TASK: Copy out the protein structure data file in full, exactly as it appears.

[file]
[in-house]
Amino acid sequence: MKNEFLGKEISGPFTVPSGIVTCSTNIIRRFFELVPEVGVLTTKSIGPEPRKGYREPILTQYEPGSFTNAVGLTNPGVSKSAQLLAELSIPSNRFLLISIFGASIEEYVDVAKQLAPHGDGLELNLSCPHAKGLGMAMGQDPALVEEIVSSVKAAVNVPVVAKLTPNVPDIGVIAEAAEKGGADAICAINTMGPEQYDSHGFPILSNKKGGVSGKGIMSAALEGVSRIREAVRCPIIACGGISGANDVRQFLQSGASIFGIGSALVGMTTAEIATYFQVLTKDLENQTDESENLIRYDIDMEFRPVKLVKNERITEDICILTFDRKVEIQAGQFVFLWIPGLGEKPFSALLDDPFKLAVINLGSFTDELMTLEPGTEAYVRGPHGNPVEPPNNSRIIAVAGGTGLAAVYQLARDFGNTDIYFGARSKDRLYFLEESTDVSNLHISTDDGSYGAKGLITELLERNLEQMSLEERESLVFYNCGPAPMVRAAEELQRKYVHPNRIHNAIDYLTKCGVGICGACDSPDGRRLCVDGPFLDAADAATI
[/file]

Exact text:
[in-house]
Amino acid sequence: MKNEFLGKEISGPFTVPSGIVTCSTNIIRRFFELVPEVGVLTTKSIGPEPRKGYREPILTQYEPGSFTNAVGLTNPGVSKSAQLLAELSIPSNRFLLISIFGASIEEYVDVAKQLAPHGDGLELNLSCPHAKGLGMAMGQDPALVEEIVSSVKAAVNVPVVAKLTPNVPDIGVIAEAAEKGGADAICAINTMGPEQYDSHGFPILSNKKGGVSGKGIMSAALEGVSRIREAVRCPIIACGGISGANDVRQFLQSGASIFGIGSALVGMTTAEIATYFQVLTKDLENQTDESENLIRYDIDMEFRPVKLVKNERITEDICILTFDRKVEIQAGQFVFLWIPGLGEKPFSALLDDPFKLAVINLGSFTDELMTLEPGTEAYVRGPHGNPVEPPNNSRIIAVAGGTGLAAVYQLARDFGNTDIYFGARSKDRLYFLEESTDVSNLHISTDDGSYGAKGLITELLERNLEQMSLEERESLVFYNCGPAPMVRAAEELQRKYVHPNRIHNAIDYLTKCGVGICGACDSPDGRRLCVDGPFLDAADAATI